The Legislation and Implementation of Multiparty Cooperation as a Chinese Constitutional System in the Reformed Era: Towards Consultative Authoritarianism

在中國改革進程中制定和實施作爲憲法制度的多黨合作 : 邁向諮詢性威權主義

Student thesis: Doctoral Thesis

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  • Wei LIN

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Awarding Institution
Award date5 Sep 2018


This dissertation explores why the CCP added a clause for multiparty cooperation into the Constitution but applied the Party documents and the United Front strategies, instead of the state law, i.e. the Law on the Political Parties, to bring the constitutional clause of multiparty cooperation into effect. It also investigates what influence such a practice has produced in the political system with regard to the cooperative relationship between the CCP and eight minor parties and groups (known in China as “democratic parties and groups”, hereafter “DPGs”).

It provides a comprehensive analysis of why multiparty cooperation could be addressed by an amendment to the Chinese constitutional preamble, what the normative connotation of the constitutional clauses for multiparty cooperation is, how the Communist Party of China (the CCP) has implemented the constitutional clauses for multiparty cooperation in reality, as well as how the DPGs have reacted to the CCP’s implementation of the heterogeneous norms for multiparty cooperation.

This dissertation suggests that the CCP responded to the longstanding DPG demand for the constitutionalizion of multiparty cooperation because it needed the assistance of the DPGs to develop the economy and consolidate the legitimacy of the regime, despite realizing the possible threat from the DPGs in maintaining its hegemony. Therefore, after the system for multiparty cooperation was written into the Constitution in 1993, the CCP fulfilled its promise to institutionalize multiparty cooperation for the DPGs by promulgating a series of Party documents and the United Front strategies as the invisible norms to control the DPG elites and the development of the DPGs’ organizations in order to maintain its ruling status.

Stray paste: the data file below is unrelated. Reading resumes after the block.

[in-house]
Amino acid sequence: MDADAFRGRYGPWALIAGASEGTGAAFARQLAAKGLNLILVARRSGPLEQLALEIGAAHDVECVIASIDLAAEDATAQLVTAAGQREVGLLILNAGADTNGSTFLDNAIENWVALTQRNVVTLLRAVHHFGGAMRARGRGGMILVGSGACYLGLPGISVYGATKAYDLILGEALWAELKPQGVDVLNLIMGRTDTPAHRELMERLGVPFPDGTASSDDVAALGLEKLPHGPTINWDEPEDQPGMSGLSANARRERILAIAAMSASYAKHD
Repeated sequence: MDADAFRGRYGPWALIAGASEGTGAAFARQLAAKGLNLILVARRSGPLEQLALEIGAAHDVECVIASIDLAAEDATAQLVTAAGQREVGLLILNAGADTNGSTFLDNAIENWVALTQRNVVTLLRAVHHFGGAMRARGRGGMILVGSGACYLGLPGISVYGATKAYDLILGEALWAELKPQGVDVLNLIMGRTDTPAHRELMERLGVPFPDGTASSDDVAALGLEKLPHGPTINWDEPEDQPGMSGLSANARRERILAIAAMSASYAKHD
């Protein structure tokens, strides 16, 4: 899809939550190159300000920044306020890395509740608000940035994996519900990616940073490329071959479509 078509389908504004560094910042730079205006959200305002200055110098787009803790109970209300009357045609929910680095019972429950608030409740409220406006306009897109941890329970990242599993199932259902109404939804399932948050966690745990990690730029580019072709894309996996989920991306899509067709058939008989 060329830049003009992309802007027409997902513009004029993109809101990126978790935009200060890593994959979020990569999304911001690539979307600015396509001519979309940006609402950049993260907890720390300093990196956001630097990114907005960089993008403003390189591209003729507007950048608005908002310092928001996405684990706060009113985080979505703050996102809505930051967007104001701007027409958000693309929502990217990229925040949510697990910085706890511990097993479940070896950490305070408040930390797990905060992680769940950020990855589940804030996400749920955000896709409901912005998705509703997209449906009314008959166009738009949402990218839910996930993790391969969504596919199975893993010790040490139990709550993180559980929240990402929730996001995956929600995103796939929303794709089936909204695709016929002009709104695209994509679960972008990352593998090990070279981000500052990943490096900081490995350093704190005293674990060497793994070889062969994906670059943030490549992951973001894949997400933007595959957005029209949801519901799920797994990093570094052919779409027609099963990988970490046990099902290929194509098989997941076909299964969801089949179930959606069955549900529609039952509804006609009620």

In contrast to the CCP, which has dominated every aspect of multiparty cooperation, the DPGs have merely been passive participants. But this does not suggest that the DPGs only carter to the requirements of the CCP. Driven by a variety of the motivations among their members, the DPGs, especially the DPG chapters in developed areas, have devised tactics for different forms of multiparty cooperation to maximize the space for their political activities. As a result, except for their demand for the development of an independent mechanism for extra-party supervision, the CCP has not only endorsed the DPGs’ demands for an increase in political participation, but has also consulted closely with them.

The whole situation has thus led to a new mode of multiparty cooperation in China, namely consultative authoritarianism. It has promoted the simultaneous expansion of political consultation between the CCP and the DPGs as well as the maintenance of control over the DPGs. This model challenges the conventional wisdom that multiparty cooperation cannot exist inside authoritarian regimes and that the presence of multiparty cooperation is an indication of democratization.